The definition of post-1989 forest land lists situations when land previously used for forest may be eligible.
Using aerial photos and satellite images to help determine history of land
If you’re not sure about the history of your land, one of the easiest ways to check is by looking at old aerial photos or satellite imagery.
If you can find photos or images showing how the land was used over time, you can often fill in some of the information missing from the table above. These can provide crucial evidence to show that land is eligible to enter the ETS.
There are publicly available free-to-use sources you could use, including:
- the Retrolens Historical Image Resource
- Google Earth Pro
- LINZ Data Service and LINZ Basemaps.
This is not an exhaustive list, and you can use other photos and images available to you. You could also try your regional and district councils. Some councils may have aerial imagery available on their website. There are also private aerial imagery companies around New Zealand. It's worth contacting them to see what they have available.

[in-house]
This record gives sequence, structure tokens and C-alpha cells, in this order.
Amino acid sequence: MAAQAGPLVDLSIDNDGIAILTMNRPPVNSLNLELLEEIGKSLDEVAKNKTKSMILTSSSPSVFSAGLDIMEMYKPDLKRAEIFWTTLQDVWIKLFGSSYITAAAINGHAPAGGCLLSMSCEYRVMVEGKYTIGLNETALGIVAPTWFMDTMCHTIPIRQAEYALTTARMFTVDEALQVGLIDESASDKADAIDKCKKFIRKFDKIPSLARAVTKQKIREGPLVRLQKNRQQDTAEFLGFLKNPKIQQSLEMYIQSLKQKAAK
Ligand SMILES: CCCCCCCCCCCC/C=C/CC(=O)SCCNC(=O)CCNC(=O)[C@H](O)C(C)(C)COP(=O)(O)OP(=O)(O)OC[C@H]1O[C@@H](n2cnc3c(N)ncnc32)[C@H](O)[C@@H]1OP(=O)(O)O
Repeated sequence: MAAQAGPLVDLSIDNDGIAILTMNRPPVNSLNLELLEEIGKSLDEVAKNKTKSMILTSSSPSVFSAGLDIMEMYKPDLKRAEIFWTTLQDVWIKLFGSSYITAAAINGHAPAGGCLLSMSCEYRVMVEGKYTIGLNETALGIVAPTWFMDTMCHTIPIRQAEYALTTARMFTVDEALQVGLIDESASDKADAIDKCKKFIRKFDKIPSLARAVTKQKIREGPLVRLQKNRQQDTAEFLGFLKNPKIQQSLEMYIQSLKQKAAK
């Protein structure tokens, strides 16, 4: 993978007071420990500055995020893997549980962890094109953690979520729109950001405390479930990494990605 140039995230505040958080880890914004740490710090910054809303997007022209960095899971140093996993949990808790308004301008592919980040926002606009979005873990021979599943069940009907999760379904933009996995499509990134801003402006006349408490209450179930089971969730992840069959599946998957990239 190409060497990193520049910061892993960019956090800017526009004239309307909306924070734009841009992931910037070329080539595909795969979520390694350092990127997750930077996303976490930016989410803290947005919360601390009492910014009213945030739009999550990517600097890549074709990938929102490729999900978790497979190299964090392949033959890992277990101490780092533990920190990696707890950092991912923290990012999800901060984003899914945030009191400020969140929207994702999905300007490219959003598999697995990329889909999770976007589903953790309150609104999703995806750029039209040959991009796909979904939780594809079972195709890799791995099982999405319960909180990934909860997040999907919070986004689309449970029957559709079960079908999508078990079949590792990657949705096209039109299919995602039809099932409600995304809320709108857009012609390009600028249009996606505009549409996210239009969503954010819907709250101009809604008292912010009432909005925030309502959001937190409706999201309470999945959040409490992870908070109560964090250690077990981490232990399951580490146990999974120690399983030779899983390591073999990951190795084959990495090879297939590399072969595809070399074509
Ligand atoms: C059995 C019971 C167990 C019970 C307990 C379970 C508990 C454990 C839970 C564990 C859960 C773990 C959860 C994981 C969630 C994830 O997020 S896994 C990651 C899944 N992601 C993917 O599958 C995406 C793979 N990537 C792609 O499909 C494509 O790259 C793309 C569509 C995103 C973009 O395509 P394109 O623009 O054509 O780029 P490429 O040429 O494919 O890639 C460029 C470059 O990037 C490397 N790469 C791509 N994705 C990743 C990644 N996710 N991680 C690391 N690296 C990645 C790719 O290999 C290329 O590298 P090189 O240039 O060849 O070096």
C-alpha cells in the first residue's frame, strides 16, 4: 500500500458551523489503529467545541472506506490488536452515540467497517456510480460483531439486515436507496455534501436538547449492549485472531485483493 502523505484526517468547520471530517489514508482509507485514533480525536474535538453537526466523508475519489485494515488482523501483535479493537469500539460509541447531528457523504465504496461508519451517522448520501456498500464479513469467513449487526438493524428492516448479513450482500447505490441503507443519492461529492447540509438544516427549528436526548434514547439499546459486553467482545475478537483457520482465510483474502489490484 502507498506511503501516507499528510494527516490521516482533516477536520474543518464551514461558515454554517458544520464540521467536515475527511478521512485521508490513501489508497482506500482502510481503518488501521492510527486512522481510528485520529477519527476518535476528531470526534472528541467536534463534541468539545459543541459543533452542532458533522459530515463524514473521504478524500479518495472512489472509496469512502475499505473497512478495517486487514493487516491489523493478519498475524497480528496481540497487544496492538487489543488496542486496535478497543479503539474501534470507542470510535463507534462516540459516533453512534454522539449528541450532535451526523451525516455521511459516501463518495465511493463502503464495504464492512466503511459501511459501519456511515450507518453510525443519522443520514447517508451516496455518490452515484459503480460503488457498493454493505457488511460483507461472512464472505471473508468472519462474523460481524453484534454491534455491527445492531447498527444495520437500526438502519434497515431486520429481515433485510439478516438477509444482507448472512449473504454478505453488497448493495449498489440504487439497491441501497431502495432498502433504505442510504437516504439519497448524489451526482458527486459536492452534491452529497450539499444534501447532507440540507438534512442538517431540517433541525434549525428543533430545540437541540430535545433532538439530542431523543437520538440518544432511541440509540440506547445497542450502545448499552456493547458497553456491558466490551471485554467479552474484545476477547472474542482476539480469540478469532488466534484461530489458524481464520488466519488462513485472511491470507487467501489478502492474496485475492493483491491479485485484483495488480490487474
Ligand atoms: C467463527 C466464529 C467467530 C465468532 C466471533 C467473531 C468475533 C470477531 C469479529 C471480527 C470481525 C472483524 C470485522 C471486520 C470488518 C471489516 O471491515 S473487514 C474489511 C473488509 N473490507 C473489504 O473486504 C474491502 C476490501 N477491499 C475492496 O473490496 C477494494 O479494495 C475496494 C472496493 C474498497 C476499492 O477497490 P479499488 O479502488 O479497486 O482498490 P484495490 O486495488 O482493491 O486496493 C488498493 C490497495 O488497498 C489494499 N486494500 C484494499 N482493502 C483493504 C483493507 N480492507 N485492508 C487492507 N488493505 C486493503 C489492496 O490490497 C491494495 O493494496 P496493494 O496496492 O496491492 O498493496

Retrolens Historical Image Resource
The Retrolens website contains a collection of aerial photos provided by local government organisations. It’s free to use and contains detailed, high-resolution images. Some of this imagery may be detailed enough to show new planting rows or other vegetation that isn’t visible in other images from the past.
The images haven’t been georeferenced – meaning they aren’t oriented to north and they don’t have any map coordinates.
Google Earth Pro
You may have used Google Maps in a web browser or on your mobile phone. It usually shows the latest satellite imagery. Google also have an app, Google Earth Pro, where you can see older images.
You can download Google Earth Pro directly onto your computer.
Follow the prompts that appear in the web browser. You will be asked to accept some terms and conditions and to download a file. The name of the file will be:
- GoogleEarthProSetup.exe if you are on a PC